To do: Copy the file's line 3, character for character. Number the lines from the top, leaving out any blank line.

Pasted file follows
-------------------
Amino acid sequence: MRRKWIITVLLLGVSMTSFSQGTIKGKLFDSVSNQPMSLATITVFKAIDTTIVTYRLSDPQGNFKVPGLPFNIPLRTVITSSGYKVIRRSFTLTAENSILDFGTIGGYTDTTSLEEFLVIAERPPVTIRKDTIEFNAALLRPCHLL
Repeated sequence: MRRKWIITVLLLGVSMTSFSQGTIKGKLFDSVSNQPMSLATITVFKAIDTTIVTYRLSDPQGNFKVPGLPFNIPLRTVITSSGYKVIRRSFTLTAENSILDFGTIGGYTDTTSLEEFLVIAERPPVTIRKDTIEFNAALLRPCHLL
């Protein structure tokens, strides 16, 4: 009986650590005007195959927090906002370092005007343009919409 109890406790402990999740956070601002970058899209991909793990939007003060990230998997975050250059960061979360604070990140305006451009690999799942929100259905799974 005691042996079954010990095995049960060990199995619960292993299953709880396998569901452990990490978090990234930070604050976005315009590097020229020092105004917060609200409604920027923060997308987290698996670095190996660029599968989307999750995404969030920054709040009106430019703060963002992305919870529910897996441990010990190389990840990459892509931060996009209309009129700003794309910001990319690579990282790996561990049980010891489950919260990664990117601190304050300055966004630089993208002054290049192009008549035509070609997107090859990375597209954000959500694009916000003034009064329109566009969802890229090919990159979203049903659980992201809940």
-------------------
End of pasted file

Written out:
């Protein structure tokens, strides 16, 4: 009986650590005007195959927090906002370092005007343009919409 109890406790402990999740956070601002970058899209991909793990939007003060990230998997975050250059960061979360604070990140305006451009690999799942929100259905799974 005691042996079954010990095995049960060990199995619960292993299953709880396998569901452990990490978090990234930070604050976005315009590097020229020092105004917060609200409604920027923060997308987290698996670095190996660029599968989307999750995404969030920054709040009106430019703060963002992305919870529910897996441990010990190389990840990459892509931060996009209309009129700003794309910001990319690579990282790996561990049980010891489950919260990664990117601190304050300055966004630089993208002054290049192009008549035509070609997107090859990375597209954000959500694009916000003034009064329109566009969802890229090919990159979203049903659980992201809940």